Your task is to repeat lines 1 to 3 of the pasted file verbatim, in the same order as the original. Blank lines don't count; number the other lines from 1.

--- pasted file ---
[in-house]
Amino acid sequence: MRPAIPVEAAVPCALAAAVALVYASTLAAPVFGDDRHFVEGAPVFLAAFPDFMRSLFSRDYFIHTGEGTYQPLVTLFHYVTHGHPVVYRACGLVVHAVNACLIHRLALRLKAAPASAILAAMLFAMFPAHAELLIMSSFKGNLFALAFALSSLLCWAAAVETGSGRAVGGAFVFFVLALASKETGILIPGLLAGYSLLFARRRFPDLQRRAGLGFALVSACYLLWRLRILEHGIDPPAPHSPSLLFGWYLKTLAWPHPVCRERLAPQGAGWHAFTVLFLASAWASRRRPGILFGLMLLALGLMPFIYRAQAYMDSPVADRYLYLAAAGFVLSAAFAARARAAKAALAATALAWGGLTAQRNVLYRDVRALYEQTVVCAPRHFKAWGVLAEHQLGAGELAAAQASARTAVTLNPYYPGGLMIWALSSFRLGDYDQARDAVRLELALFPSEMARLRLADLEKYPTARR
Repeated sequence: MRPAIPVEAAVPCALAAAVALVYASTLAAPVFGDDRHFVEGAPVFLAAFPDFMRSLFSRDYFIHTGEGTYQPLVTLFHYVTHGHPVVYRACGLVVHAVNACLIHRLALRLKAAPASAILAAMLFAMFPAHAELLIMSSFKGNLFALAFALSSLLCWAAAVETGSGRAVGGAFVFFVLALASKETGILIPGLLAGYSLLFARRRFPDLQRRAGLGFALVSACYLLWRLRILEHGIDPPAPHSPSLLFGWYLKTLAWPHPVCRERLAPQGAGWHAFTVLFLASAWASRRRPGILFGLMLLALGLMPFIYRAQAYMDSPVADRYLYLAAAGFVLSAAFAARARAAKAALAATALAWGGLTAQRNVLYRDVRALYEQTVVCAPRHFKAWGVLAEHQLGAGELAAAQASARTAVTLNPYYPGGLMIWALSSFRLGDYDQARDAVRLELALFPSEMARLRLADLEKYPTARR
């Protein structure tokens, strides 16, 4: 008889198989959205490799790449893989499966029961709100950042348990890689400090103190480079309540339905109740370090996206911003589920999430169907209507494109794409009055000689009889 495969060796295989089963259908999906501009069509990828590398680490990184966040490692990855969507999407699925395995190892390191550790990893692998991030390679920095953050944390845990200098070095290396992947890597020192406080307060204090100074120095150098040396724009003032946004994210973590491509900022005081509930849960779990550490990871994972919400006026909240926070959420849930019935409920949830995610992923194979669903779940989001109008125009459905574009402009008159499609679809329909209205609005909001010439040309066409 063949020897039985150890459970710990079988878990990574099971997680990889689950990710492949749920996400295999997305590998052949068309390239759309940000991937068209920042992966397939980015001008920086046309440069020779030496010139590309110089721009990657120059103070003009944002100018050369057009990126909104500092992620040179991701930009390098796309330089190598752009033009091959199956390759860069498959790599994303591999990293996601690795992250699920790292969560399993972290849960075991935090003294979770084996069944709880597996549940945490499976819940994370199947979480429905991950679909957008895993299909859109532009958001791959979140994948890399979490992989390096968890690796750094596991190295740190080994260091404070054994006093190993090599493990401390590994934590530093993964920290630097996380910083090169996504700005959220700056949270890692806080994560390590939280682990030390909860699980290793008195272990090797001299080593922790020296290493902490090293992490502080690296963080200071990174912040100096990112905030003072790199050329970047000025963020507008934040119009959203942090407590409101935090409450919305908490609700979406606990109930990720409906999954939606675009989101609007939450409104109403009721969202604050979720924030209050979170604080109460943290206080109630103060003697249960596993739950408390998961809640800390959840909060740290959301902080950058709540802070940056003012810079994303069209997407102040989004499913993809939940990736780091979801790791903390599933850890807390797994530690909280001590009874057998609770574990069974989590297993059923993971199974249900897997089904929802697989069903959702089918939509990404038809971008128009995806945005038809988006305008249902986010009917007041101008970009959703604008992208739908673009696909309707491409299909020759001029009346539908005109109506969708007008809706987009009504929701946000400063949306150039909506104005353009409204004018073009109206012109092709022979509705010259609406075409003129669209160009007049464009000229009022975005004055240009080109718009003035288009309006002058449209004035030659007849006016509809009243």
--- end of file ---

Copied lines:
[in-house]
Amino acid sequence: MRPAIPVEAAVPCALAAAVALVYASTLAAPVFGDDRHFVEGAPVFLAAFPDFMRSLFSRDYFIHTGEGTYQPLVTLFHYVTHGHPVVYRACGLVVHAVNACLIHRLALRLKAAPASAILAAMLFAMFPAHAELLIMSSFKGNLFALAFALSSLLCWAAAVETGSGRAVGGAFVFFVLALASKETGILIPGLLAGYSLLFARRRFPDLQRRAGLGFALVSACYLLWRLRILEHGIDPPAPHSPSLLFGWYLKTLAWPHPVCRERLAPQGAGWHAFTVLFLASAWASRRRPGILFGLMLLALGLMPFIYRAQAYMDSPVADRYLYLAAAGFVLSAAFAARARAAKAALAATALAWGGLTAQRNVLYRDVRALYEQTVVCAPRHFKAWGVLAEHQLGAGELAAAQASARTAVTLNPYYPGGLMIWALSSFRLGDYDQARDAVRLELALFPSEMARLRLADLEKYPTARR
Repeated sequence: MRPAIPVEAAVPCALAAAVALVYASTLAAPVFGDDRHFVEGAPVFLAAFPDFMRSLFSRDYFIHTGEGTYQPLVTLFHYVTHGHPVVYRACGLVVHAVNACLIHRLALRLKAAPASAILAAMLFAMFPAHAELLIMSSFKGNLFALAFALSSLLCWAAAVETGSGRAVGGAFVFFVLALASKETGILIPGLLAGYSLLFARRRFPDLQRRAGLGFALVSACYLLWRLRILEHGIDPPAPHSPSLLFGWYLKTLAWPHPVCRERLAPQGAGWHAFTVLFLASAWASRRRPGILFGLMLLALGLMPFIYRAQAYMDSPVADRYLYLAAAGFVLSAAFAARARAAKAALAATALAWGGLTAQRNVLYRDVRALYEQTVVCAPRHFKAWGVLAEHQLGAGELAAAQASARTAVTLNPYYPGGLMIWALSSFRLGDYDQARDAVRLELALFPSEMARLRLADLEKYPTARR